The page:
Frequency Domain Analysis
Using a single tone or continuous sweep as stimulus, the irregular distortion can be easily separated from the other signal components in the frequency domain. Figure 10 shows the spectra of an intact loudspeaker and a faulty speaker with a rubbing coil and a small air leak at the dust cap. The fundamental component and the low-order harmonics (n<10) reflect the regular distortion. The rubbing coil causes a significant difference in the higher-order harmonics (10 < n < 50) and the air leakage noise appears as a dense spectrum above 1kHz more than 70dB below the fundamental. Randomly occurring defects such as loose particles have even less energy that is spread over the whole spectrum and can hardly be distinguished from the noise floor. Applying reasonable pass/fail limits is difficult, especially in the presence of production noise.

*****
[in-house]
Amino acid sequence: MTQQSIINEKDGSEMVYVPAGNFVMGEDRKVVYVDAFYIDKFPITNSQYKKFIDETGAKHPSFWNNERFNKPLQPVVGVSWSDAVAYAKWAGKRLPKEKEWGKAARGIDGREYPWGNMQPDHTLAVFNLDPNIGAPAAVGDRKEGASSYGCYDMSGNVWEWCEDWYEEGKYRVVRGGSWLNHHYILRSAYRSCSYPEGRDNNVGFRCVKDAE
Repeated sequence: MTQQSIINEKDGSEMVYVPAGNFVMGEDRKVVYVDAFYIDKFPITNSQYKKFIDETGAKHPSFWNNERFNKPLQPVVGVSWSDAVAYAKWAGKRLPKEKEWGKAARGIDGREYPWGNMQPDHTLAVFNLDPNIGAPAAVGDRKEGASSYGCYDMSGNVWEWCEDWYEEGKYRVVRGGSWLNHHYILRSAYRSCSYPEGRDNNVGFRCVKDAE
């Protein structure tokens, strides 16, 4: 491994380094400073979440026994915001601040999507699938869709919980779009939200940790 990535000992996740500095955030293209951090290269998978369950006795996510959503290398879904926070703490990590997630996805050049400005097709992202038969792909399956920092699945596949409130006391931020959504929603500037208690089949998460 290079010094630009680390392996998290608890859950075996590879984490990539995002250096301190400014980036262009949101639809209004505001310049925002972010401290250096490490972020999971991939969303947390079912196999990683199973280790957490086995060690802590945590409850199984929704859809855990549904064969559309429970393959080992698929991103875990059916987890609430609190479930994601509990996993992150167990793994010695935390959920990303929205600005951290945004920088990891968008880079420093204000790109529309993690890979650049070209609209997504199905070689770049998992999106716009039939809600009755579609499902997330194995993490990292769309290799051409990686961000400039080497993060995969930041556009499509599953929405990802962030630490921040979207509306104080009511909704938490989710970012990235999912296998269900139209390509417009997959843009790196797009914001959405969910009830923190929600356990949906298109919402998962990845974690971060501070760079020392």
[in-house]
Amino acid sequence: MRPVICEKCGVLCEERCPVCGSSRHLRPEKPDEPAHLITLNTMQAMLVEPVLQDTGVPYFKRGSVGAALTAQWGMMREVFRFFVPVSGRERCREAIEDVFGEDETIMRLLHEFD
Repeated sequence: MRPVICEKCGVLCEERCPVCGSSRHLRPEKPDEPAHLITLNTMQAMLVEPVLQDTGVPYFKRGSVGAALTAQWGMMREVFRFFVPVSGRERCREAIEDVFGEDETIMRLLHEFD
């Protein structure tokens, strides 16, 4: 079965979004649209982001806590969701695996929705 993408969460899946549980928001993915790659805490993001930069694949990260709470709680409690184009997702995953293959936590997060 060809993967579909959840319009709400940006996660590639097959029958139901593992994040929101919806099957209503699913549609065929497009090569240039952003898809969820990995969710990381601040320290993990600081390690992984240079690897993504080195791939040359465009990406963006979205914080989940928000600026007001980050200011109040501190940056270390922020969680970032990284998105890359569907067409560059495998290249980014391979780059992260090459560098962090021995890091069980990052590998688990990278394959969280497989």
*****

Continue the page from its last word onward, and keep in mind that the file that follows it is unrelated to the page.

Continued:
Figure 10: Long-term sound pressure spectra of a defective and a reference loudspeaker of the same type; measured with single tone excitation (60Hz).
Figure 11: Separation of irregular distortion in the time domain using a highpass filter synchronized with the frequency of the sinusoidal stimulus.
Time Domain Analysis
The frequency domain analysis provides not only the amplitude information of the irregular distortion but also phase information, which determines the waveform of the irregular distortion in the time domain. As shown in Figs. 7 and 8, most of the irregular distortions have an impulsive fine structure resulting in a higher crest factor than the regular distortion. This crest factor corresponds with the phase relation of the higher-order harmonics and has high diagnostic value as discussed below.